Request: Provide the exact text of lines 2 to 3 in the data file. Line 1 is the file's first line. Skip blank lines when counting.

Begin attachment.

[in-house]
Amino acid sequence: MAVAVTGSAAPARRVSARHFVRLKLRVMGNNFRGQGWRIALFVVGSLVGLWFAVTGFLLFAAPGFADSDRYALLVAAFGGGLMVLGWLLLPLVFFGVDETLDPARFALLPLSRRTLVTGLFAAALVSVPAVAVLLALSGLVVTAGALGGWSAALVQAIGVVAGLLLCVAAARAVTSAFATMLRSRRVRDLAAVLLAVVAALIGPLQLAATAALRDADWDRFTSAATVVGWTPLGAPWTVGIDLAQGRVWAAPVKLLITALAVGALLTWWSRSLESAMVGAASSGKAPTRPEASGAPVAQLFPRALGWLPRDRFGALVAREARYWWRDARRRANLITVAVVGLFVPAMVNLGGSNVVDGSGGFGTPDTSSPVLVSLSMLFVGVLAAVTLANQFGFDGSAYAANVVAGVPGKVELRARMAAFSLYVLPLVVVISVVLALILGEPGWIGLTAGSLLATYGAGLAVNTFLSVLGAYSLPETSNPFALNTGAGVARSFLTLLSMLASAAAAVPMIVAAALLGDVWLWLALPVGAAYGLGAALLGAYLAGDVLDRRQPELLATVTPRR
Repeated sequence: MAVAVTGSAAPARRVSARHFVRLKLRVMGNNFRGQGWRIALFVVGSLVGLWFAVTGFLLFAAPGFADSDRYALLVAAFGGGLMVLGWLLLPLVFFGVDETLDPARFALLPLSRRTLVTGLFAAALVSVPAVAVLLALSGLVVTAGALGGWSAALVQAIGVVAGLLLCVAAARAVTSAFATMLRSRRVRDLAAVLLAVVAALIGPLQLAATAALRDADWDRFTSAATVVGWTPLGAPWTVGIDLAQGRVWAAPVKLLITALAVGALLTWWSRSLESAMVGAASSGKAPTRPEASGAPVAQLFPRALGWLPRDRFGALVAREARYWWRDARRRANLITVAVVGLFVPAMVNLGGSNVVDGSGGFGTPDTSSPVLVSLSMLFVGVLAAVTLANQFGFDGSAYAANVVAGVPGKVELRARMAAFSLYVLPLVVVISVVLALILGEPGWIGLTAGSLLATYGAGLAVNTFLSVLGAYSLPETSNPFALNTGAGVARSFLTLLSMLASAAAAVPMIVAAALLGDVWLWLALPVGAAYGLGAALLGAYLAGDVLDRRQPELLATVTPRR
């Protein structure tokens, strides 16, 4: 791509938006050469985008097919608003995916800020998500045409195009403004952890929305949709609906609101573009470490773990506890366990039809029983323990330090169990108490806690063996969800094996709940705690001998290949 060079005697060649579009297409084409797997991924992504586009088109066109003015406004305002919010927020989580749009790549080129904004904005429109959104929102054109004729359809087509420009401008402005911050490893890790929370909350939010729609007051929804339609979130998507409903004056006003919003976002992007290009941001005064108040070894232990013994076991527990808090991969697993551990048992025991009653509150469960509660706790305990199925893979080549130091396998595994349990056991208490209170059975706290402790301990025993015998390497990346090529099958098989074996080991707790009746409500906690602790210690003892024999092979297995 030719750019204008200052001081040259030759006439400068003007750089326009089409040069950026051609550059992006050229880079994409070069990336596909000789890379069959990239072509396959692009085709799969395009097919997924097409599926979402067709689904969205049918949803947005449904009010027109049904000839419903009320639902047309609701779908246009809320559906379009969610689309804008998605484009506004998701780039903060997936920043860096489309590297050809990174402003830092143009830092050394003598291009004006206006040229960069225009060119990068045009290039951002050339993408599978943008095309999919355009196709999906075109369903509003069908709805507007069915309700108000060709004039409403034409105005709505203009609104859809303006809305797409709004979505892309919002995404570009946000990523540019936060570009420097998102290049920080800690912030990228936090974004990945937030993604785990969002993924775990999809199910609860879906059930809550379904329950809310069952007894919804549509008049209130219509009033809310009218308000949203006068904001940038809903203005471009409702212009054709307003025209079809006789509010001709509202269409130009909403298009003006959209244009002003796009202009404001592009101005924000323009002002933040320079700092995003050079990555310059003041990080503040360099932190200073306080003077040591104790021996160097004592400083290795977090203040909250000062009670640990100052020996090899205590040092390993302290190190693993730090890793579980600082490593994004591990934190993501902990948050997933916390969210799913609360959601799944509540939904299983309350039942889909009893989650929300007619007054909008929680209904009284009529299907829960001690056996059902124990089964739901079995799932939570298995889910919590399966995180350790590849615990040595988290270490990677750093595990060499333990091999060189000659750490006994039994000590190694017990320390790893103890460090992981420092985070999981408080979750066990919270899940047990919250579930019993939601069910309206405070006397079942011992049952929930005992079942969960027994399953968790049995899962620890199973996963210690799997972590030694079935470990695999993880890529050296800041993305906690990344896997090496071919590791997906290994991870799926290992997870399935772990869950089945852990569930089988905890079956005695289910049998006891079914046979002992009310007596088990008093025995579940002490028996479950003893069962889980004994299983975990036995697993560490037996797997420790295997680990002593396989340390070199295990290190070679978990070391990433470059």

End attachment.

Amino acid sequence: MAVAVTGSAAPARRVSARHFVRLKLRVMGNNFRGQGWRIALFVVGSLVGLWFAVTGFLLFAAPGFADSDRYALLVAAFGGGLMVLGWLLLPLVFFGVDETLDPARFALLPLSRRTLVTGLFAAALVSVPAVAVLLALSGLVVTAGALGGWSAALVQAIGVVAGLLLCVAAARAVTSAFATMLRSRRVRDLAAVLLAVVAALIGPLQLAATAALRDADWDRFTSAATVVGWTPLGAPWTVGIDLAQGRVWAAPVKLLITALAVGALLTWWSRSLESAMVGAASSGKAPTRPEASGAPVAQLFPRALGWLPRDRFGALVAREARYWWRDARRRANLITVAVVGLFVPAMVNLGGSNVVDGSGGFGTPDTSSPVLVSLSMLFVGVLAAVTLANQFGFDGSAYAANVVAGVPGKVELRARMAAFSLYVLPLVVVISVVLALILGEPGWIGLTAGSLLATYGAGLAVNTFLSVLGAYSLPETSNPFALNTGAGVARSFLTLLSMLASAAAAVPMIVAAALLGDVWLWLALPVGAAYGLGAALLGAYLAGDVLDRRQPELLATVTPRR
Repeated sequence: MAVAVTGSAAPARRVSARHFVRLKLRVMGNNFRGQGWRIALFVVGSLVGLWFAVTGFLLFAAPGFADSDRYALLVAAFGGGLMVLGWLLLPLVFFGVDETLDPARFALLPLSRRTLVTGLFAAALVSVPAVAVLLALSGLVVTAGALGGWSAALVQAIGVVAGLLLCVAAARAVTSAFATMLRSRRVRDLAAVLLAVVAALIGPLQLAATAALRDADWDRFTSAATVVGWTPLGAPWTVGIDLAQGRVWAAPVKLLITALAVGALLTWWSRSLESAMVGAASSGKAPTRPEASGAPVAQLFPRALGWLPRDRFGALVAREARYWWRDARRRANLITVAVVGLFVPAMVNLGGSNVVDGSGGFGTPDTSSPVLVSLSMLFVGVLAAVTLANQFGFDGSAYAANVVAGVPGKVELRARMAAFSLYVLPLVVVISVVLALILGEPGWIGLTAGSLLATYGAGLAVNTFLSVLGAYSLPETSNPFALNTGAGVARSFLTLLSMLASAAAAVPMIVAAALLGDVWLWLALPVGAAYGLGAALLGAYLAGDVLDRRQPELLATVTPRR